Data to knowledge in action: A longitudinal analysis of GenBank metadata

Jeff Hemsley, Jian Qin, Sarah E. Bratt

Research output: Contribution to journalArticlepeer-review

5 Scopus citations


Studies typically use publication-based authorship data to study the relationships between collaboration networks and knowledge diffusion. However, collaboration in research often starts long before publication with data production efforts. In this project we ask how collaboration in data production networks affects and contributes to knowledge diffusion, as represented by patents, another form of knowledge diffusion. We drew our data from the metadata associated with genetic sequence records stored in the National Institutes of Health's GenBank database. After constructing networks for each year and aggregating summary statistics, regressions were used to test several hypotheses. Key among our findings is that data production team size is positively related to the number of patents each year. Also, when actors on average have more links, we tend to see more patents. Our study contributes in the area of science of science by highlighting the important role of data production in the diffusion of knowledge as measured by patents.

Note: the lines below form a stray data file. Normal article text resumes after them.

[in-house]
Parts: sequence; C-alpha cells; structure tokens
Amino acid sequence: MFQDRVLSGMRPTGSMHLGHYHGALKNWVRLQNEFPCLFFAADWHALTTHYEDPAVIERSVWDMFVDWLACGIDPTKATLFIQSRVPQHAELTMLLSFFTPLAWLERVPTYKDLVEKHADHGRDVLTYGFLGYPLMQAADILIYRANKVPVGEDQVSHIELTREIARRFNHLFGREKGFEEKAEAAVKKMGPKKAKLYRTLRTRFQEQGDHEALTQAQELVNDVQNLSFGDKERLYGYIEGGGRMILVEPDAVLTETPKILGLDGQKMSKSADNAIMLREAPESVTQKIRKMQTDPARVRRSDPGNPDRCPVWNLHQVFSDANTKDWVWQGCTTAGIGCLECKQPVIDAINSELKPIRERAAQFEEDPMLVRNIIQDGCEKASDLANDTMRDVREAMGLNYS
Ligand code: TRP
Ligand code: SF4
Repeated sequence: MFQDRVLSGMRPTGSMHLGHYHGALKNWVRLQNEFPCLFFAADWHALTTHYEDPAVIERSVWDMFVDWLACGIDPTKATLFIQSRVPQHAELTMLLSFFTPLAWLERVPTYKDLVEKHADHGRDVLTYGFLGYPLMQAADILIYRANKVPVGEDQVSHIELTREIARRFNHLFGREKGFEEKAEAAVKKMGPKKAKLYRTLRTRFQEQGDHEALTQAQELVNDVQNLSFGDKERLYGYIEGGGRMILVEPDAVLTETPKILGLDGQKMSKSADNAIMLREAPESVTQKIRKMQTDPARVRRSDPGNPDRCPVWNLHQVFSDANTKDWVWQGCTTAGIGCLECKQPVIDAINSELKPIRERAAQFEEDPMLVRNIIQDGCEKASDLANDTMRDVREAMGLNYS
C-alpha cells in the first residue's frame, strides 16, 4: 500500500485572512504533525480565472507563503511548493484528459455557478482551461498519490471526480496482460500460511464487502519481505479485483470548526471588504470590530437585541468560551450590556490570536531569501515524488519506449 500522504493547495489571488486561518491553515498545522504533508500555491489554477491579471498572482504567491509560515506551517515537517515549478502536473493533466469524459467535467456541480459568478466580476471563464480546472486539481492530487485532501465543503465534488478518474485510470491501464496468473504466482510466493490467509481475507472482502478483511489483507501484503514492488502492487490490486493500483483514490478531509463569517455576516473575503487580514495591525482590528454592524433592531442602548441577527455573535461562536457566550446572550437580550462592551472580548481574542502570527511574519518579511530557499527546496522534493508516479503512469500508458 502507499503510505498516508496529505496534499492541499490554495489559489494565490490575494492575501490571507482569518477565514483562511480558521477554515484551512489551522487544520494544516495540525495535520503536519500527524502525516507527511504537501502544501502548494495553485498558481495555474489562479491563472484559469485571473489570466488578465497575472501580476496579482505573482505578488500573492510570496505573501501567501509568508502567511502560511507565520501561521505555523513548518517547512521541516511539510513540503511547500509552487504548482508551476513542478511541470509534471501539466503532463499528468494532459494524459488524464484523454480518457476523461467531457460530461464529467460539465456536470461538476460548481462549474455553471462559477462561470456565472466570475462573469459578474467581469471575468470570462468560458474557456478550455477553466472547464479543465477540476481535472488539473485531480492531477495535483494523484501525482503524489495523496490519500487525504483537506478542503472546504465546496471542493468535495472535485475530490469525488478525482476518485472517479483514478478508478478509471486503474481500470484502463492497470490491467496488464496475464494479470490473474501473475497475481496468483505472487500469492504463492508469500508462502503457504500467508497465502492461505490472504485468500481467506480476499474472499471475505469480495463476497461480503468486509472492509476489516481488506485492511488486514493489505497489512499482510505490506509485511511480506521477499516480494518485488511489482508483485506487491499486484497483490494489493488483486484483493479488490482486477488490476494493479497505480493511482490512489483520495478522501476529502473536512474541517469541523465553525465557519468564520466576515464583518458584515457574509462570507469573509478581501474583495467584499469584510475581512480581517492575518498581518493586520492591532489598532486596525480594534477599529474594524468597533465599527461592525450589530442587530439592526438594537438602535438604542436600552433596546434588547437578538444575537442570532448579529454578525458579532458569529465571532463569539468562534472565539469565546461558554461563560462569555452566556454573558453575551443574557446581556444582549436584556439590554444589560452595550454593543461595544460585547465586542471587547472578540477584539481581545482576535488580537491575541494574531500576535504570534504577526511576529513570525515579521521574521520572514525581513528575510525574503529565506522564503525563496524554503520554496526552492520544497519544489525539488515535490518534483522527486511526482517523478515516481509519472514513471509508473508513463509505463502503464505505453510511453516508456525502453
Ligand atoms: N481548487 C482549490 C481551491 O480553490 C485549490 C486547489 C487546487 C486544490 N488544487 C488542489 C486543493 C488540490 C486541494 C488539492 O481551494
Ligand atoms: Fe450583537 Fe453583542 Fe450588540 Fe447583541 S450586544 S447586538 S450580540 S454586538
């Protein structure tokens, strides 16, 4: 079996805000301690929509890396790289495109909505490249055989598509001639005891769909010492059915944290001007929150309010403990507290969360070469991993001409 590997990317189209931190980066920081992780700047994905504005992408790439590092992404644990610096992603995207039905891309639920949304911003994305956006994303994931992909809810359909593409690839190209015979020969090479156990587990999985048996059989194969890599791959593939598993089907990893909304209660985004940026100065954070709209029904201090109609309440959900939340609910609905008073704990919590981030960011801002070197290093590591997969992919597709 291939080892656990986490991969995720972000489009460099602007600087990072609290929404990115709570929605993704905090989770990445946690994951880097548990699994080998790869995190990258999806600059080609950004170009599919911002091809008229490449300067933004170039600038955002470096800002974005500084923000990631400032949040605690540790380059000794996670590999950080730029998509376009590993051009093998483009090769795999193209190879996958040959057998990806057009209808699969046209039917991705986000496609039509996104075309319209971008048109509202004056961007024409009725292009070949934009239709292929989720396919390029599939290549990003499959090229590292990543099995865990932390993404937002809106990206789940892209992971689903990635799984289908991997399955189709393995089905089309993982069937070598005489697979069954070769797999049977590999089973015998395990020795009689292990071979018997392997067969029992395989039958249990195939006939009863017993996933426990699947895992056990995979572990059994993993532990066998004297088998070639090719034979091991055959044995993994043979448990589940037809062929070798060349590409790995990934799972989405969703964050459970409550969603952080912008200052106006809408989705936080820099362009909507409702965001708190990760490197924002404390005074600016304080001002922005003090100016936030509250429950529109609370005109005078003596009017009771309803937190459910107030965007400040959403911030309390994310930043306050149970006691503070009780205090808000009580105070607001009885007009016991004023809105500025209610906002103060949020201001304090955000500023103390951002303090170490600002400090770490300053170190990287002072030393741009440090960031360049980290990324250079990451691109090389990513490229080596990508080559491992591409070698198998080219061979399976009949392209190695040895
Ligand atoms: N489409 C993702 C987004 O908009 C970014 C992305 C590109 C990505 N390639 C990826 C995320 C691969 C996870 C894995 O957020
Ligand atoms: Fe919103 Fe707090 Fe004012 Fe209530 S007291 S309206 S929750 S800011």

Original languageEnglish (US)
Article numbere253
JournalProceedings of the Association for Information Science and Technology
Issue number1
StatePublished - 2020


  • collaboration networks
  • data authors
  • knowledge diffusion
  • metadata analytics
  • scientometric measures

ASJC Scopus subject areas

  • General Computer Science
  • Library and Information Sciences


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